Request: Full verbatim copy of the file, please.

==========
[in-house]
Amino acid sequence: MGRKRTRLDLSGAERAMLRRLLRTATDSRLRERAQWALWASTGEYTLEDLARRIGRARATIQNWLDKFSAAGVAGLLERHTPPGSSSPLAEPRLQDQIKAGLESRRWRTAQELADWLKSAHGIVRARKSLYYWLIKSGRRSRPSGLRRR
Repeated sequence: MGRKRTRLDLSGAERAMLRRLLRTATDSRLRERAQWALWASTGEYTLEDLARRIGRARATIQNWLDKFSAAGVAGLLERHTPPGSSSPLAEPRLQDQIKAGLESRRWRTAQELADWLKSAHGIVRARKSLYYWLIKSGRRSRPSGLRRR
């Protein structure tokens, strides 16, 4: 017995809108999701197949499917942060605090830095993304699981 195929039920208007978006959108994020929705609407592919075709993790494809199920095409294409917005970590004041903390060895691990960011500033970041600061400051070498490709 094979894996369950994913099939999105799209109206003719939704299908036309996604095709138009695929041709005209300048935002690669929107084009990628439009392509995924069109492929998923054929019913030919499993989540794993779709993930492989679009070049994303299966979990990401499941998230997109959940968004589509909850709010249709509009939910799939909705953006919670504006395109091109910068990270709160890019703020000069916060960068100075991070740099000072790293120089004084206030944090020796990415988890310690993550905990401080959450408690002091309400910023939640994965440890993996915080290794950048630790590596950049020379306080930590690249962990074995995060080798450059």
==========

[in-house]
Amino acid sequence: MGRKRTRLDLSGAERAMLRRLLRTATDSRLRERAQWALWASTGEYTLEDLARRIGRARATIQNWLDKFSAAGVAGLLERHTPPGSSSPLAEPRLQDQIKAGLESRRWRTAQELADWLKSAHGIVRARKSLYYWLIKSGRRSRPSGLRRR
Repeated sequence: MGRKRTRLDLSGAERAMLRRLLRTATDSRLRERAQWALWASTGEYTLEDLARRIGRARATIQNWLDKFSAAGVAGLLERHTPPGSSSPLAEPRLQDQIKAGLESRRWRTAQELADWLKSAHGIVRARKSLYYWLIKSGRRSRPSGLRRR
């Protein structure tokens, strides 16, 4: 017995809108999701197949499917942060605090830095993304699981 195929039920208007978006959108994020929705609407592919075709993790494809199920095409294409917005970590004041903390060895691990960011500033970041600061400051070498490709 094979894996369950994913099939999105799209109206003719939704299908036309996604095709138009695929041709005209300048935002690669929107084009990628439009392509995924069109492929998923054929019913030919499993989540794993779709993930492989679009070049994303299966979990990401499941998230997109959940968004589509909850709010249709509009939910799939909705953006919670504006395109091109910068990270709160890019703020000069916060960068100075991070740099000072790293120089004084206030944090020796990415988890310690993550905990401080959450408690002091309400910023939640994965440890993996915080290794950048630790590596950049020379306080930590690249962990074995995060080798450059």